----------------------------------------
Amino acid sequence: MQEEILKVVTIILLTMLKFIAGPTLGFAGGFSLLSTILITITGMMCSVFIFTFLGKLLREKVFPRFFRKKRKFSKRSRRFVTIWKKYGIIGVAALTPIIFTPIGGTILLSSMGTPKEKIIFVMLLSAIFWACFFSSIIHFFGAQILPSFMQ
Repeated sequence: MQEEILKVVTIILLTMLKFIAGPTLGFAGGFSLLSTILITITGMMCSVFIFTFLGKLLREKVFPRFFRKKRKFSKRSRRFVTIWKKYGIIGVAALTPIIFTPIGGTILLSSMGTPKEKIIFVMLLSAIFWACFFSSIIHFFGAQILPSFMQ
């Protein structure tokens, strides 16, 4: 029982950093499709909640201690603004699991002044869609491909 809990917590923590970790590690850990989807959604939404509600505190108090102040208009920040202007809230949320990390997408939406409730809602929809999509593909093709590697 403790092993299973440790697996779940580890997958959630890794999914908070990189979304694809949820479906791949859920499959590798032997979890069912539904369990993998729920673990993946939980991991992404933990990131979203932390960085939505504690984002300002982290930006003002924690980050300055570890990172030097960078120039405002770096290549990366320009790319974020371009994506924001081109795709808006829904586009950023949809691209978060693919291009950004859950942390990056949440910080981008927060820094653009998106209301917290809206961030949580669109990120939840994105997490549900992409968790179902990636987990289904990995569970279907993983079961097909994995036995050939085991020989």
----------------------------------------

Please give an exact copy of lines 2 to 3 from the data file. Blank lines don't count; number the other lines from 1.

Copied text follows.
Repeated sequence: MQEEILKVVTIILLTMLKFIAGPTLGFAGGFSLLSTILITITGMMCSVFIFTFLGKLLREKVFPRFFRKKRKFSKRSRRFVTIWKKYGIIGVAALTPIIFTPIGGTILLSSMGTPKEKIIFVMLLSAIFWACFFSSIIHFFGAQILPSFMQ
């Protein structure tokens, strides 16, 4: 029982950093499709909640201690603004699991002044869609491909 809990917590923590970790590690850990989807959604939404509600505190108090102040208009920040202007809230949320990390997408939406409730809602929809999509593909093709590697 403790092993299973440790697996779940580890997958959630890794999914908070990189979304694809949820479906791949859920499959590798032997979890069912539904369990993998729920673990993946939980991991992404933990990131979203932390960085939505504690984002300002982290930006003002924690980050300055570890990172030097960078120039405002770096290549990366320009790319974020371009994506924001081109795709808006829904586009950023949809691209978060693919291009950004859950942390990056949440910080981008927060820094653009998106209301917290809206961030949580669109990120939840994105997490549900992409968790179902990636987990289904990995569970279907993983079961097909994995036995050939085991020989």